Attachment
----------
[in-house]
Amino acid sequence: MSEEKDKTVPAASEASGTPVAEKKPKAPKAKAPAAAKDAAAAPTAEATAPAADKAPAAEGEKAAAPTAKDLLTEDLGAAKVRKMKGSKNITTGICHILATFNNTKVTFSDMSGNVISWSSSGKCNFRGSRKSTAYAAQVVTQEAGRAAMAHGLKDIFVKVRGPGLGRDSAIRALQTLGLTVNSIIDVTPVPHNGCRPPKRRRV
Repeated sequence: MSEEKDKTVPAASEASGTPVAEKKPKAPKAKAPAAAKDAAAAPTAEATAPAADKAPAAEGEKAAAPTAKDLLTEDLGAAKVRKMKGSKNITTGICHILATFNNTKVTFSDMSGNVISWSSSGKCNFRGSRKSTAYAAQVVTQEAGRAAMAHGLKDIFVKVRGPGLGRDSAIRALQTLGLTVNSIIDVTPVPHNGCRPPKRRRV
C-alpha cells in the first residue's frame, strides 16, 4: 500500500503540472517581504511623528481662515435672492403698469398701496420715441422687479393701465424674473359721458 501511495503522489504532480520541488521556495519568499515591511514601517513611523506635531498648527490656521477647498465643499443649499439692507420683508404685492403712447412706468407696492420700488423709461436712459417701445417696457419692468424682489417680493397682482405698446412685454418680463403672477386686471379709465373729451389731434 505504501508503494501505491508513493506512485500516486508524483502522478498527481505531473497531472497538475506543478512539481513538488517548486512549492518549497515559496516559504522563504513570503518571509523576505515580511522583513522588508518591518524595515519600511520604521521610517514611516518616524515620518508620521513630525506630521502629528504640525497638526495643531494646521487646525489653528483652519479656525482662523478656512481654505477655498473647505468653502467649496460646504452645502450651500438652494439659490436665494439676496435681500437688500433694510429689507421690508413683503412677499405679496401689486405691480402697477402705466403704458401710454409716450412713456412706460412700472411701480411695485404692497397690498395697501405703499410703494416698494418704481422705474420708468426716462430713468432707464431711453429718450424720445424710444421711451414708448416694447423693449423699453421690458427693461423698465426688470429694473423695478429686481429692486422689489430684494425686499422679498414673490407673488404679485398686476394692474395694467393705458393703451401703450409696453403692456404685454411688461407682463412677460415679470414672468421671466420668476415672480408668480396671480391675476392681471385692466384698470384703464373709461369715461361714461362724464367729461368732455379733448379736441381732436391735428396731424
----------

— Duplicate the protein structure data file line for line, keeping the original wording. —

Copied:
[in-house]
Amino acid sequence: MSEEKDKTVPAASEASGTPVAEKKPKAPKAKAPAAAKDAAAAPTAEATAPAADKAPAAEGEKAAAPTAKDLLTEDLGAAKVRKMKGSKNITTGICHILATFNNTKVTFSDMSGNVISWSSSGKCNFRGSRKSTAYAAQVVTQEAGRAAMAHGLKDIFVKVRGPGLGRDSAIRALQTLGLTVNSIIDVTPVPHNGCRPPKRRRV
Repeated sequence: MSEEKDKTVPAASEASGTPVAEKKPKAPKAKAPAAAKDAAAAPTAEATAPAADKAPAAEGEKAAAPTAKDLLTEDLGAAKVRKMKGSKNITTGICHILATFNNTKVTFSDMSGNVISWSSSGKCNFRGSRKSTAYAAQVVTQEAGRAAMAHGLKDIFVKVRGPGLGRDSAIRALQTLGLTVNSIIDVTPVPHNGCRPPKRRRV
C-alpha cells in the first residue's frame, strides 16, 4: 500500500503540472517581504511623528481662515435672492403698469398701496420715441422687479393701465424674473359721458 501511495503522489504532480520541488521556495519568499515591511514601517513611523506635531498648527490656521477647498465643499443649499439692507420683508404685492403712447412706468407696492420700488423709461436712459417701445417696457419692468424682489417680493397682482405698446412685454418680463403672477386686471379709465373729451389731434 505504501508503494501505491508513493506512485500516486508524483502522478498527481505531473497531472497538475506543478512539481513538488517548486512549492518549497515559496516559504522563504513570503518571509523576505515580511522583513522588508518591518524595515519600511520604521521610517514611516518616524515620518508620521513630525506630521502629528504640525497638526495643531494646521487646525489653528483652519479656525482662523478656512481654505477655498473647505468653502467649496460646504452645502450651500438652494439659490436665494439676496435681500437688500433694510429689507421690508413683503412677499405679496401689486405691480402697477402705466403704458401710454409716450412713456412706460412700472411701480411695485404692497397690498395697501405703499410703494416698494418704481422705474420708468426716462430713468432707464431711453429718450424720445424710444421711451414708448416694447423693449423699453421690458427693461423698465426688470429694473423695478429686481429692486422689489430684494425686499422679498414673490407673488404679485398686476394692474395694467393705458393703451401703450409696453403692456404685454411688461407682463412677460415679470414672468421671466420668476415672480408668480396671480391675476392681471385692466384698470384703464373709461369715461361714461362724464367729461368732455379733448379736441381732436391735428396731424